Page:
Podcasts about war project

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  • 35PODCASTS
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Best podcasts about war project

Latest podcast episodes about war project

Best of the Left - Progressive Politics and Culture, Curated by a Human
#1443 Legacies of 9/11: War on Terror, Islamophobia and Conspiracy Theories

Best of the Left - Progressive Politics and Culture, Curated by a Human

Play Episode Listen Later Sep 22, 2021 71:22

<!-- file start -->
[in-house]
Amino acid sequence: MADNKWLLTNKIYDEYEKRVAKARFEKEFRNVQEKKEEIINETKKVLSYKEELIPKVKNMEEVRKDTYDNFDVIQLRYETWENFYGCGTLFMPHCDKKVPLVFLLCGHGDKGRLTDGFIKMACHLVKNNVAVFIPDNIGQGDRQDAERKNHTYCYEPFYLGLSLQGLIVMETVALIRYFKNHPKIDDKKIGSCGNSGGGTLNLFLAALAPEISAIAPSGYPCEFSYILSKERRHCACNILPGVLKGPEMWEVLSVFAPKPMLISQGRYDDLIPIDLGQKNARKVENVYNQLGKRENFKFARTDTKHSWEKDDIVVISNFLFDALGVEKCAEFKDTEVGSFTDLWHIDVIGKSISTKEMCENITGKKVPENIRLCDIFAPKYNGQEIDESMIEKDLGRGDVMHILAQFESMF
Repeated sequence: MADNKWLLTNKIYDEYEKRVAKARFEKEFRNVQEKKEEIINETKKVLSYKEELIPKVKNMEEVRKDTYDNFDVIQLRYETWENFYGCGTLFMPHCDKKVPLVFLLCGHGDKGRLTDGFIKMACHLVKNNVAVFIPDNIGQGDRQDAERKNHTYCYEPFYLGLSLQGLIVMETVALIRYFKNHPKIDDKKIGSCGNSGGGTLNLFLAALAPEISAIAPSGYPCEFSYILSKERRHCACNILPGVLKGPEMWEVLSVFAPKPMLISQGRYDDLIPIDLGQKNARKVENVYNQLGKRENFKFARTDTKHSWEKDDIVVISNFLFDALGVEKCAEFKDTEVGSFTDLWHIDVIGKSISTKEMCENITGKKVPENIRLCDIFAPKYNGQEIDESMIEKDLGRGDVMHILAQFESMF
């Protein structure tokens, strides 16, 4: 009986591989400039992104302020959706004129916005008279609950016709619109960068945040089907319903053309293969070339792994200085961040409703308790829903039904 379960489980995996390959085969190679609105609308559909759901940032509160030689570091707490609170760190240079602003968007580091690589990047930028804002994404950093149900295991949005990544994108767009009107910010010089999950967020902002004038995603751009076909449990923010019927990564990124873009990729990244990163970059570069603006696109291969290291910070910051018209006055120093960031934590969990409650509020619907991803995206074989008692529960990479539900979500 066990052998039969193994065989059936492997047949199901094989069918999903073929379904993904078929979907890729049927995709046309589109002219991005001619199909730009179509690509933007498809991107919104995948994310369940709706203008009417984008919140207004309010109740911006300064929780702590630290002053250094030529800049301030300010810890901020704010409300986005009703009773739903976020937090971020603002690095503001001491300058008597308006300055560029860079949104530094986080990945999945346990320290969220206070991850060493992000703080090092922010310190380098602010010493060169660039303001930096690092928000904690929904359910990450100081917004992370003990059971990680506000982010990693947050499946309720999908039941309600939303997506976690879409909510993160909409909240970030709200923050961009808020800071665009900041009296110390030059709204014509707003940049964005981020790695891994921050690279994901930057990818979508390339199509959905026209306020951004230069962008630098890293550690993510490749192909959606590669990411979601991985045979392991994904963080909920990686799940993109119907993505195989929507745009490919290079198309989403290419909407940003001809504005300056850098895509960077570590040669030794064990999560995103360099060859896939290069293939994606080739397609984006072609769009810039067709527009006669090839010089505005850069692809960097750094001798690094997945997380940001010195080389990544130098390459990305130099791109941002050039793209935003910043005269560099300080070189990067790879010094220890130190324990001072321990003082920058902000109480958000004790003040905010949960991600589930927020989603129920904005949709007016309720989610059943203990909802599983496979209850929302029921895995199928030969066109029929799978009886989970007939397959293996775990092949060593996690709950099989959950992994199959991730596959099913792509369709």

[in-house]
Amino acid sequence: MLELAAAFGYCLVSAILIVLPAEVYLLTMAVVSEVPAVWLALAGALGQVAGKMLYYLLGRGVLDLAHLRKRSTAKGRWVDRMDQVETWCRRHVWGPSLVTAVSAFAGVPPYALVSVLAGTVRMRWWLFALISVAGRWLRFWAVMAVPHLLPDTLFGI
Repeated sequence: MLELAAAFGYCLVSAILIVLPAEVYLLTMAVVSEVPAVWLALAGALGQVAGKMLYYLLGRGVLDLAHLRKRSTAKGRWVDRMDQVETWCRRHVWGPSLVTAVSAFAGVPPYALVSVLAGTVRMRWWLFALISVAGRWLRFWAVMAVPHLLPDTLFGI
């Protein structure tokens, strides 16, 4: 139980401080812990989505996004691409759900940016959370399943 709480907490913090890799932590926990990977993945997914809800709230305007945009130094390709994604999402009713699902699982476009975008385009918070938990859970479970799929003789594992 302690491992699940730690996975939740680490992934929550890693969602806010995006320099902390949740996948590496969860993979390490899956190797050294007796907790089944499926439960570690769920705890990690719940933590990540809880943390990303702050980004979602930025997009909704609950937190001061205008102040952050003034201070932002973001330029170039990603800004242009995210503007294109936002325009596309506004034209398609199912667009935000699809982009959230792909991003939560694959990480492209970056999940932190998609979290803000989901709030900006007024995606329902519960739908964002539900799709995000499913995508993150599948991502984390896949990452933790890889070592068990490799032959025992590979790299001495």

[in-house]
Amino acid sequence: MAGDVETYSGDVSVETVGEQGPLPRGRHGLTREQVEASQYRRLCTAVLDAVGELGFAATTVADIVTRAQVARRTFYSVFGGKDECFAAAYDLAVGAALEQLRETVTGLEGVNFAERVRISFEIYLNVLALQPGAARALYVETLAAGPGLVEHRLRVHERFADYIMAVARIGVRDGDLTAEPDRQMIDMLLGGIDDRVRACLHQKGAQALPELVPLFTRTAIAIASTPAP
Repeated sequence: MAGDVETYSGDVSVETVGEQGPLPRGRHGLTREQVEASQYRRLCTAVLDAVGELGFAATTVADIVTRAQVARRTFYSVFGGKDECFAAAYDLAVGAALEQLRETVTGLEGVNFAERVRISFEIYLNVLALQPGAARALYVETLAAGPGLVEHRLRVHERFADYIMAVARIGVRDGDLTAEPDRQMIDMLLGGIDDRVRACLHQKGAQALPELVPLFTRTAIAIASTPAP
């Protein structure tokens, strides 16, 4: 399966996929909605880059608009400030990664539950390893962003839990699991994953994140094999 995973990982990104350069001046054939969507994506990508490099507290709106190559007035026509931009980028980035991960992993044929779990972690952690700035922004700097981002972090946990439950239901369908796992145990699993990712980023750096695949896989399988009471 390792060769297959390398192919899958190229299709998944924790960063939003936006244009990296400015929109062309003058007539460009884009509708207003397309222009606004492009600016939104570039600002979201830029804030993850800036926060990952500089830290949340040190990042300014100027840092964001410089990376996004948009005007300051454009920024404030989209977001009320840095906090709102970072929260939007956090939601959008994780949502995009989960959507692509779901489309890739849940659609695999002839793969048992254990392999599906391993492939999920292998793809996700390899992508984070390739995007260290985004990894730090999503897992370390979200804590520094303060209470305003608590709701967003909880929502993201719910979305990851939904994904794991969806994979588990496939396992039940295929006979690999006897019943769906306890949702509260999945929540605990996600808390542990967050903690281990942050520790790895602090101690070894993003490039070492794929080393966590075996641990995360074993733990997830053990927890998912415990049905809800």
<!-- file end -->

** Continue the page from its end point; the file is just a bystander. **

Air Date 9/21/2021 Today we take a look at the parallel legacies of 9/11 including the war on terror and military spending, the casual acceptance of Islamophobia, the adoption of ever-wilder conspiracy theories, and the acceleration of the political divide in America culminating, so far, in the January 6th Insurrection. Be part of the show! Leave us a message at 202-999-3991 or email Jay@BestOfTheLeft.com  Transcript   BestOfTheLeft.com/Support (Get AD FREE Shows & Bonus Content) SHOW NOTES Ch. 1: 9/11: A Story in Three Parts. - Unf*cking The Republic - Air Date 9-10-21 We were tempted to let the 20th anniversary of 9/11 pass given it will be oversaturated with remembrances and armchair punditry as well as the usual tragedy porn imagery. Ch. 2: Endless militarization has bled US society dry - The Real News Podcast - Air Date 9-14-21 It's been 20 years since the 9/11 terrorist attacks. Since then, the US has channeled an unfathomable amount of its resources into the military-industrial complex. Ch. 3: “Islamophobia and the Politics of Empire”: Deepa Kumar on How Racism Fueled U.S. Wars Post-9/11 - Democracy Now! - Air Date 9-14-21 According to the Costs of War Project, the wars launched by the United States following 9/11 have killed an estimated 929,000 people in Afghanistan, Pakistan, Iraq, Syria, Yemen and elsewhere. Ch. 4: 20 Years Later: How 9/11 Changed Being Muslim in America - The Brian Lehrer Show - Air Date 9-10-21 Rowaida Abdelaziz, national reporter for HuffPost where she focuses on immigration, Islamophobia, and social justice issues, joins to discuss how being Muslim in the United States changed after the September 11th attacks. Ch. 5: 20 Years Since 9/11, 20 Years of Conspiracy Theories - Doomed - Air Date 9-10-21 Matt looks at the conspiracies, hoaxes, and urban legends that surround the day and the Bush administration. Ch. 6: The road from 9/11 to Donald Trump - Vox Conversations - Air Date 9-12-21 Sean Illing talks with national security reporter Spencer Ackerman, author of the new book Reign of Terror. They discuss the staggering changes to our country in the 20 years since 9/11 Ch. 7: America, 20 years after 9/11 - World Review from the New Statesman - Air Date 9-10-21 Jeremy Cliffeand Sarah Manavis are joined by New Yorker columnist and author Evan Osnos to discuss his new book, Wildland: The Making of America's Fury and how America has changed since the attacks on New York and Washington. Ch. 8: The Direct Line From 9/11 to January 6th - WhoWhatWhy - Air Date 9-10-21 Award-winning journalist Spencer Ackerman examines how 9/11 opened the door to America's worst historical impulses and led directly to Donald Trump and January 6th. MEMBERS-ONLY BONUS CLIP(S) Ch. 9: Rescue 9/11 w/ Jim Lobe and Laila Ujayli - American Prestige - Air Date 9-11-21 The boys interview Laila Ujayli, associate editor at Inkstick Media, about growing up as a young Muslim in post-9/11 America. Ch. 10: Congressmember Barbara Lee, the Lone Vote for Peace After the September 11th Attacks - Breaking the Sound Barrier by Amy Goodman - Air Date 9-9-21 Congressmember Lee courageously voted no against the AUMF twenty years ago. FINAL COMMENTS Ch. 11: Final comments on Brian Williams and the campaigns we can win vs the campaigns worth winning MUSIC (Blue Dot Sessions): Opening Theme: Loving Acoustic Instrumental by John Douglas Orr  Closing Music: Upbeat Laid Back Indie Rock by Alex Stinnent SHOW IMAGE: Description: The camera looks up at a young Muslim woman, wearing a black hoodie with the hood up over her black head covering, as she stands outside a glass entryway looking out into the distance. An American flag is wrapped around her shoulders. Credit: "Protest against Donald Trump's Muslim ban" by Fibonacci Blue | License | Changes: Cropped and very slight increase in contrast, brightness and saturation   Produced by Jay! Tomlinson Visit us at BestOfTheLeft.com